Giving hard-to-value assets: It’s not just for real estate anymore
You are no doubt familiar with the many benefits of giving hard-to-value assets to a charity–and especially to a client’s donor-advised fund at YouthBridge Community Foundation. Because YouthBridge is a public charity, your client is eligible for the maximum allowable tax deduction for their contributions. This is because a client typically can deduct the fair market value of the asset given to the fund, and, furthermore, when the fund sells the asset, YouthBridge (as a public charity) does not pay capital gains tax. This means there is more money in the donor-advised fund to support charities than there would be if your client had sold the hard-to-value asset on their own and then contributed the proceeds to the donor-advised fund.
Individuals can take advantage of giving hard-to-value assets, and so can businesses. For example, when a business is sold, its owners may find themselves with artwork, insurance policies, or real estate on their hands, any of which can be donated to a donor-advised fund with the favorable tax treatment described above. Gifts of real estate have long been popular (although still underutilized) gifts to charity, sometimes making up nearly 3% of the value of all charitable contributions in any given year.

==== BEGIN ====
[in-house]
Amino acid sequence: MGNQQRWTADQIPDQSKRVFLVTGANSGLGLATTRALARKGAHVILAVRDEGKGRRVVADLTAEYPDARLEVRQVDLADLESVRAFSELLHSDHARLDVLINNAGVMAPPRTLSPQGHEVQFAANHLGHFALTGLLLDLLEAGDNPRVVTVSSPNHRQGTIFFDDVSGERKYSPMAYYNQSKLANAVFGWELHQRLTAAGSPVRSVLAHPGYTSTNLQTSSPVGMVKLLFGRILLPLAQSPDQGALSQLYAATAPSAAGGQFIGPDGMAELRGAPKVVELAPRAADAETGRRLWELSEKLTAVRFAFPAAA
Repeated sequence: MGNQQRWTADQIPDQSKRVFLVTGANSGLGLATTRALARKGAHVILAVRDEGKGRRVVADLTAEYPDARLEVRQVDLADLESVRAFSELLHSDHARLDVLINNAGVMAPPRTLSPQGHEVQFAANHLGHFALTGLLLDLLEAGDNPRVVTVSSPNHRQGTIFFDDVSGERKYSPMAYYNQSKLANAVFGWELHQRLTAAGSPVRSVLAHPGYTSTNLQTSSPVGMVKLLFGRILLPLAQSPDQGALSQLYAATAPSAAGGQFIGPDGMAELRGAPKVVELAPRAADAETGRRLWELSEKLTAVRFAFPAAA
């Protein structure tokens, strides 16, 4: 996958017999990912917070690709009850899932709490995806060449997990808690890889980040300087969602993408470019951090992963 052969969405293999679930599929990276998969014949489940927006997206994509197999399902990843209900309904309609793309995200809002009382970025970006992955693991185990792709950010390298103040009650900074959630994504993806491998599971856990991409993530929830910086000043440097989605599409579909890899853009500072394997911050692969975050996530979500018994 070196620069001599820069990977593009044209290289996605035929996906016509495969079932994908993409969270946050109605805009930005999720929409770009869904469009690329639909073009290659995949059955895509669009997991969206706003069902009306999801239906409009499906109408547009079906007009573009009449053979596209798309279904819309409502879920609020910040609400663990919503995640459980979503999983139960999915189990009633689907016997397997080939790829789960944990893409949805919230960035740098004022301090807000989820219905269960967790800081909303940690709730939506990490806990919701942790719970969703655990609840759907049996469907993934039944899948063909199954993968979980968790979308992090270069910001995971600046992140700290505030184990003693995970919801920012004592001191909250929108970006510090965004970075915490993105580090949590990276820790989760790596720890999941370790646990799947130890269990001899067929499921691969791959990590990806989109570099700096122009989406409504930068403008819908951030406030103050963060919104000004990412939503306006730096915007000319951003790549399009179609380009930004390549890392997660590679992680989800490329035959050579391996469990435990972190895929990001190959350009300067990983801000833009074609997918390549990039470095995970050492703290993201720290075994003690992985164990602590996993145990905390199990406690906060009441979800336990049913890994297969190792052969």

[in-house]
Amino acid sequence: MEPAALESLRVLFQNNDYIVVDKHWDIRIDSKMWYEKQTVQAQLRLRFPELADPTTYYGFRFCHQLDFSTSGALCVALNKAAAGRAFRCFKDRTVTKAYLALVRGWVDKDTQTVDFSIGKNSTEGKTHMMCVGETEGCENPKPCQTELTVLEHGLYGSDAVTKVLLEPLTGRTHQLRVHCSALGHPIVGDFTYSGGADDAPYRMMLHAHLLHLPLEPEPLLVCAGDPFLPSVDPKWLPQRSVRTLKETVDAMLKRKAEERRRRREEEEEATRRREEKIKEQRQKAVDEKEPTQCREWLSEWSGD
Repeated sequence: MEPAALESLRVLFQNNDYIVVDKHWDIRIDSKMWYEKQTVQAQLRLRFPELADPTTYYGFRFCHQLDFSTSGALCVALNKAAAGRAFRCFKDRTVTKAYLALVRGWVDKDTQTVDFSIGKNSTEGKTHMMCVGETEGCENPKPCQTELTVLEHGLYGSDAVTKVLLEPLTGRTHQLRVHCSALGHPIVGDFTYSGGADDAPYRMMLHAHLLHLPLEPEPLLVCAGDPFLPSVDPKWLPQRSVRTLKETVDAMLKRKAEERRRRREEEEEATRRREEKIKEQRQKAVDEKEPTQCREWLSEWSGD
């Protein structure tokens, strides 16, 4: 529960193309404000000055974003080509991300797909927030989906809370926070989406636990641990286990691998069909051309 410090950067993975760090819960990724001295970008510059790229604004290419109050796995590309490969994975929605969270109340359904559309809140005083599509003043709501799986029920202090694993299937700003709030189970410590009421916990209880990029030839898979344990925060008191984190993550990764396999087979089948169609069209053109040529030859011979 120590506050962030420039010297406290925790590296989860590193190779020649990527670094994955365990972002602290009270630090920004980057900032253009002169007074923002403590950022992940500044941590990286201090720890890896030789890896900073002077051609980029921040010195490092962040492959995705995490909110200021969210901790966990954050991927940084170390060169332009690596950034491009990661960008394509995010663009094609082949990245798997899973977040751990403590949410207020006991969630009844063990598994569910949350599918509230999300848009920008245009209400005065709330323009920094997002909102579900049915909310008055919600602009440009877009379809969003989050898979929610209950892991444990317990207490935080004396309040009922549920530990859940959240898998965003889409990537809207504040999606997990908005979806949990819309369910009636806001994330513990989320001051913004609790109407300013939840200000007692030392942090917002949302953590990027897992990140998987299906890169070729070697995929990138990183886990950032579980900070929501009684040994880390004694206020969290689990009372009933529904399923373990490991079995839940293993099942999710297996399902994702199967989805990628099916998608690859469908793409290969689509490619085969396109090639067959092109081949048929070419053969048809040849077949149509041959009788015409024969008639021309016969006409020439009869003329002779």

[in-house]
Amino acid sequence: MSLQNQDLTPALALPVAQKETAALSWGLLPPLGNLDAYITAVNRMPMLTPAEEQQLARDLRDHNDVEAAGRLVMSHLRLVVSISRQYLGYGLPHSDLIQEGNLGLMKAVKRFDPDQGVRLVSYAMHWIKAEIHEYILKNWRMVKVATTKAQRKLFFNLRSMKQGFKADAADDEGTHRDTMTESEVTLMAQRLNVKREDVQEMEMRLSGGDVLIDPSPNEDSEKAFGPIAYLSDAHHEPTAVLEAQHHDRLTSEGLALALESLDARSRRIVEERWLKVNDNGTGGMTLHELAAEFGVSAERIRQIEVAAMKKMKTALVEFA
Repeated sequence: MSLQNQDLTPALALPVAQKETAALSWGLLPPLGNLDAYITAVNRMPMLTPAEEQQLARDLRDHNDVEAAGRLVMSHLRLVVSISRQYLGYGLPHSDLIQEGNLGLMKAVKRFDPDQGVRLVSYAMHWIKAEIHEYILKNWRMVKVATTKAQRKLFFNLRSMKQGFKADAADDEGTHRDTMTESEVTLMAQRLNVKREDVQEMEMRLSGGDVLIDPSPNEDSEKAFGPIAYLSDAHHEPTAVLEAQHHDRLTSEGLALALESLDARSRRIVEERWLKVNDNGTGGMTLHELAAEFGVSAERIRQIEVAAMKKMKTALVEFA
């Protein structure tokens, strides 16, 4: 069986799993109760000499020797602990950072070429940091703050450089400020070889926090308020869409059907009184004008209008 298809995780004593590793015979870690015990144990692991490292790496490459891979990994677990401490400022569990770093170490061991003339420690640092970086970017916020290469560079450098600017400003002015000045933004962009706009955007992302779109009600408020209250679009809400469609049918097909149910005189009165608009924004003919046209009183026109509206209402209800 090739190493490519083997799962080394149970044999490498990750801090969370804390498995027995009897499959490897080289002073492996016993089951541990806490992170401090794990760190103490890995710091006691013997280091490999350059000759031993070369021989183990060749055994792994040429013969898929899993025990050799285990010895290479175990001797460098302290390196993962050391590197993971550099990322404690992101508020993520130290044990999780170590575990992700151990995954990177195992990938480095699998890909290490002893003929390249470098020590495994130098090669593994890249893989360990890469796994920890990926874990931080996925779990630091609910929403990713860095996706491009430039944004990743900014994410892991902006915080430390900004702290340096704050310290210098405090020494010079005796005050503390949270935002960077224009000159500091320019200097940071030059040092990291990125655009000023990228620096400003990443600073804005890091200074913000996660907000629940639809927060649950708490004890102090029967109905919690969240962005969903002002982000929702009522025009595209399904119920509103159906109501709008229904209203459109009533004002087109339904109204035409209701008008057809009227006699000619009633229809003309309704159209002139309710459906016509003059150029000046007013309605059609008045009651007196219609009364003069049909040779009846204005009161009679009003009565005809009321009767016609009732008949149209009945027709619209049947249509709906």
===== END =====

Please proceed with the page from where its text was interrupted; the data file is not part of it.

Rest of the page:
And the universe is expanding! In 2021, gifts of novel non-cash assets made their mark as a viable way to fund donor-advised accounts and other charitable efforts. Cryptocurrency is one type of asset that clients are now giving to charities, which was to be expected given the rise in popularity of Bitcoin and other currencies.
The team at YouthBridge can help your charitable clients make any type of gift by guiding you and your client through the gifting process so that your client’s donor-advised fund at YouthBridge can grow and support your client’s favorite charities.
Notably, we will be watching closely as more information becomes available about the environmental cost of donating ephemeral assets because of the stress that mining and transferring Bitcoin and other cryptocurrencies place on the energy grid. The toll is so great, for example, that Greenpeace is backing away from accepting gifts of cryptocurrency.
This article is provided for informational purposes only. It is not intended as legal, accounting, or financial planning advice. If you have any questions or would like to discuss your giving strategy, please contact us.